"What radical music perceives is the untransfigured suffering of man... Modern music sees absolute oblivion as its goal. It is the surviving message of despair from the shipwrecked... It is not that schizophrenia is directly expressed therein; but the music imprints upon itself an attitude similar to that of the mentally ill. The individual brings about his own disintegration... He imagines the fulfillment of the promise through magic, but nonetheless within the realm of immediate actuality... Its concern is to dominate schizophrenic traits through the aesthetic consciousness. In so doing, it would hope to vindicate insanity as true health."
Adorno argued in favor of using mass culture and modern music to trigger various forms of mass psychological breakdown in society, such as:
- Depersonalization, the loss of connection to one's own body;
- Hebephrenia, which he defined as "the indifference of the sick individual towards the external";
- Catatonia ("a similar behavior is familiar in patients who have been overwhelmed by shock"); and
- Necrophilia. Adorno declared, "Universal necrophilia is the last perversity of style."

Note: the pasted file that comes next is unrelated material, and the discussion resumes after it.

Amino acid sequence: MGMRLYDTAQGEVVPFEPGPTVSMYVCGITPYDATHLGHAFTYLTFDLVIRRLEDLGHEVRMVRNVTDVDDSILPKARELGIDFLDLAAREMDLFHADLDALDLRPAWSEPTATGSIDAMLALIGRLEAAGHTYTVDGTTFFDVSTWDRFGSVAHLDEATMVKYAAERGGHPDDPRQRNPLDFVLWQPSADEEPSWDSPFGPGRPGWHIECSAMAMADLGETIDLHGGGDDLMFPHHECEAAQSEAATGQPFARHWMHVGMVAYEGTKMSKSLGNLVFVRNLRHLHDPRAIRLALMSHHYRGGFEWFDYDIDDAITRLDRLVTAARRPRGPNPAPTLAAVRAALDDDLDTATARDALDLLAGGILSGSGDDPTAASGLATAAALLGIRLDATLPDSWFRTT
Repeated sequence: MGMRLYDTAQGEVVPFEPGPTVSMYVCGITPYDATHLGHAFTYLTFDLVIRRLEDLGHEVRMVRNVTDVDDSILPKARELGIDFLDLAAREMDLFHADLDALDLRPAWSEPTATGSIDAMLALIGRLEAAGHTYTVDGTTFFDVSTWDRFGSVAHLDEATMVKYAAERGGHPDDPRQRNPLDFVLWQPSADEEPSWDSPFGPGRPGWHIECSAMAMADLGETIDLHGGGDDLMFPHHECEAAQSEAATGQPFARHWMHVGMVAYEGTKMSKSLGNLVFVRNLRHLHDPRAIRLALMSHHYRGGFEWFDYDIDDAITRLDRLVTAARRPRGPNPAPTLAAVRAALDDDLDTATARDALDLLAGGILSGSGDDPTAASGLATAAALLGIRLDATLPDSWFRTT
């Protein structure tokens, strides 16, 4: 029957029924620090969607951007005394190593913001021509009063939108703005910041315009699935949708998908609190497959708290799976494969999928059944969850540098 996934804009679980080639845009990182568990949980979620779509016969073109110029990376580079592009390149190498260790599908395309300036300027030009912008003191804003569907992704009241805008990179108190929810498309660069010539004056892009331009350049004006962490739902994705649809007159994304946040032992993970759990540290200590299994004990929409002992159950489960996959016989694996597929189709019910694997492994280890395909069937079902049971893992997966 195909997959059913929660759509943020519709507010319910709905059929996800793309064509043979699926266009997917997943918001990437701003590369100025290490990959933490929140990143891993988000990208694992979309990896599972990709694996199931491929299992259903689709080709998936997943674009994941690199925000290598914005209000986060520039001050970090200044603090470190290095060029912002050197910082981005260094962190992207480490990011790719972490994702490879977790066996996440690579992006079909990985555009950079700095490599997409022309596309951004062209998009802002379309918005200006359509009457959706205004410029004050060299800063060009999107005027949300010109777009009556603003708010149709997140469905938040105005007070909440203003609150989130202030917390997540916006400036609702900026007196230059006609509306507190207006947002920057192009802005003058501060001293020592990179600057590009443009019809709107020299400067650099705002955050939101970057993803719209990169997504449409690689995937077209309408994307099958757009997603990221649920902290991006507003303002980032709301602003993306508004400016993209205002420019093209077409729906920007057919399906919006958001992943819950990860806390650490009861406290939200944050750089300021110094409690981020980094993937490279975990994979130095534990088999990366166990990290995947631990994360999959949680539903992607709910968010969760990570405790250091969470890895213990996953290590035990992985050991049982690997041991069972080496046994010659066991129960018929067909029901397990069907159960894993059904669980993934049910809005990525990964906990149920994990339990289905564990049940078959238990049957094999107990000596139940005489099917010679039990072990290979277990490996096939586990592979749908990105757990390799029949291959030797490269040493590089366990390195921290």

This is just one example of an intentional proliferation of cultural violence.
Have we not arrived at the point, where indifference to sickness, depersonalization of the individual, ever more shocking shock, and the even sexual love of death has become widespread and acceptable as normal, even desirable, in our society? This willful destruction of our humanity, our creativity, our ability to love ourselves, and to love our neighbors as ourselves, to care for the disadvantaged, and the desire to create a better world for those who come after us, has reached its intended, tragic conclusion. We will either allow it to destroy us, or we shall overcome by rejecting this pop culture of mass death, and reconnecting with a culture of humanity, brotherly love, creativity, reason, and optimism for a better world.